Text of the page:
Piltdown Man was one of the biggest archaeological discoveries in history when it was discovered in 1912.

It was hailed as the missing evolutionary link between apes and humans, giving us a better understanding of how we evolved. There was just one problem though: it was a hoax.

Of course, we had already known that since 1953, but we didn't know who was truly behind it. Now, thanks to multi-disciplinary collaboration between experts ranging from palaeobiologists, historians and even ancient DNA specialists, we know who the culprit is: Charles Dawson, the one who "discovered" the skull and just him alone.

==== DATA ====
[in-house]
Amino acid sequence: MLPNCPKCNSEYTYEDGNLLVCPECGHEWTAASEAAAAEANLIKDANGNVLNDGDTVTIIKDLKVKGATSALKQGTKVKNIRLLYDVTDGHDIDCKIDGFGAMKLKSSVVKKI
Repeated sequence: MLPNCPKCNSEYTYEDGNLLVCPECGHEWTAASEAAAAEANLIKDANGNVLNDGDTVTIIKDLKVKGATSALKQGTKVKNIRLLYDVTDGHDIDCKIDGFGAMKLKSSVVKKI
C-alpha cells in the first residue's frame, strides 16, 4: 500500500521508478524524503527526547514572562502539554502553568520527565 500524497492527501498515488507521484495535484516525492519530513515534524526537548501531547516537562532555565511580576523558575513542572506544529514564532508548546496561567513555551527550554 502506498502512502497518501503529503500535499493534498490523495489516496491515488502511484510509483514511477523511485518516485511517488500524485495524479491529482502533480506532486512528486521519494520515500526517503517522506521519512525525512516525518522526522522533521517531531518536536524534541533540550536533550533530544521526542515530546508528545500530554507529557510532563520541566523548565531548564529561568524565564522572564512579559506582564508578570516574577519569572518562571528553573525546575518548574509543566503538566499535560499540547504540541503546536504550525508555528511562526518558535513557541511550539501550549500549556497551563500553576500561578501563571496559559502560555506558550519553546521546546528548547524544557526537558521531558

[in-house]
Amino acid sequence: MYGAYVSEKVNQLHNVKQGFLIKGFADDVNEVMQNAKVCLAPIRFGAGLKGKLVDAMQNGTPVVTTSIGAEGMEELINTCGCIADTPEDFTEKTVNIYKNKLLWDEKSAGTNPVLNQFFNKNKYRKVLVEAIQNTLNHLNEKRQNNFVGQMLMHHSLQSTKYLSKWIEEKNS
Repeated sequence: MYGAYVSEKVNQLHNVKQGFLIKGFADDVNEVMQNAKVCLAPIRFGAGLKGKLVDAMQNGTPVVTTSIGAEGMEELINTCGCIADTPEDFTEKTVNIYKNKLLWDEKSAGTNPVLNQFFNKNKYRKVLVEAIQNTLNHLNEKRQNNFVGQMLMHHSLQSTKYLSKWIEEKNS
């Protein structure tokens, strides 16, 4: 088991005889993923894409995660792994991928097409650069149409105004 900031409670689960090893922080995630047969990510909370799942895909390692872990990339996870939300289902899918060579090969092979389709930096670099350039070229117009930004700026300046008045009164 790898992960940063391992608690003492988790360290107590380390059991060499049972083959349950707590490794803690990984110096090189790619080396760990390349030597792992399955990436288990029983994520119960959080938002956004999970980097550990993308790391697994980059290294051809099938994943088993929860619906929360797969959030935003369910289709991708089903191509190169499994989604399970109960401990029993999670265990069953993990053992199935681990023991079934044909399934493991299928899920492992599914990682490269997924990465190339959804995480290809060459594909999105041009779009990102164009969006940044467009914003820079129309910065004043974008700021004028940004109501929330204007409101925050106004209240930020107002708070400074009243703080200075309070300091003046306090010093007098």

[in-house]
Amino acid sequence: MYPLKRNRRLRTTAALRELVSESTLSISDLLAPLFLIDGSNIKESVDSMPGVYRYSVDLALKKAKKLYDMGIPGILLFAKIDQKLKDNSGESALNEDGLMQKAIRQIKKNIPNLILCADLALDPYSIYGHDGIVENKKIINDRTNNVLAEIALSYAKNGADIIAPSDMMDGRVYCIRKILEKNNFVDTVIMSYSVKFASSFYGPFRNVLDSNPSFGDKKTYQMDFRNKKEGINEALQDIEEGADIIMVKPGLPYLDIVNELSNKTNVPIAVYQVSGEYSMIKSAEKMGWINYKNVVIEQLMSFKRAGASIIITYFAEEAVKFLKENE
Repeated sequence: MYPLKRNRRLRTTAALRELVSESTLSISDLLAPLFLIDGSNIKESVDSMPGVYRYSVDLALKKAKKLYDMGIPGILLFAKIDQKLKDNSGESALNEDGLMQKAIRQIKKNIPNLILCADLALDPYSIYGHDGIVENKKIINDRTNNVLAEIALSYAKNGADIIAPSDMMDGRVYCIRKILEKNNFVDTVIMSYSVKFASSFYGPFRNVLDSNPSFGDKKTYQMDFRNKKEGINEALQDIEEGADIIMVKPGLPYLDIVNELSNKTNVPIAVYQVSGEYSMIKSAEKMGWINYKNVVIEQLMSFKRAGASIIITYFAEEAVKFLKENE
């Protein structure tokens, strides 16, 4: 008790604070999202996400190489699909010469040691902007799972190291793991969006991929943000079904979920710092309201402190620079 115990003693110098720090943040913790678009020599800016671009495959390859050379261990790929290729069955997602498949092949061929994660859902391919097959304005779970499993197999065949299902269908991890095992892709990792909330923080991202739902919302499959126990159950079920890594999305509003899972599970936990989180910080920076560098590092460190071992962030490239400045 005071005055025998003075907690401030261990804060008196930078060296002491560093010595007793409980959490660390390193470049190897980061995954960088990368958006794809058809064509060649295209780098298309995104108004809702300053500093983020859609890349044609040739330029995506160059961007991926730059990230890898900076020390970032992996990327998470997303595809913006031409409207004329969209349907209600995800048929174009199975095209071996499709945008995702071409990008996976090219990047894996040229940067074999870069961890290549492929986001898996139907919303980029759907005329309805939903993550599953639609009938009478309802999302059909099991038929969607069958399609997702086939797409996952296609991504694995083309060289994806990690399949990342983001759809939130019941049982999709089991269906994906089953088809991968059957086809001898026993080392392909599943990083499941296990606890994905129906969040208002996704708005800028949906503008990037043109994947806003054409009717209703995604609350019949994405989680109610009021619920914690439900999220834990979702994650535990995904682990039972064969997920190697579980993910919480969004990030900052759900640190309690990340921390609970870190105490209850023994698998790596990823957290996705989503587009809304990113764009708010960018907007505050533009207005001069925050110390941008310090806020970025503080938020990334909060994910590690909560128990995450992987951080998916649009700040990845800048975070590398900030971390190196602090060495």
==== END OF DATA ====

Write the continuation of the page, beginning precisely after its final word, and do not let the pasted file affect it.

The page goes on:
The research, published in Royal Society Open Science, details how the team compared the methods used on multiple forged specimens dug up near the Sussex village of Piltdown from 1912 to 1916, and eventually found what they describe as highly consistent modus operandi:

 – The same reddish-brown stain that was used to make the bones look old

 – The specimens had appropriate local gravel packed into their crevices

 – Dentist's putty was used to fix the teeth and gravel in place

Such a fixed strategy for fooling experts at the time points to the fact that a single person conducted the operation, said Isabelle De Groote from Liverpool John Moores University.

Of course, to appreciate this conclusion, you have to understand the hoax.

A Hoax Of Historic Proportions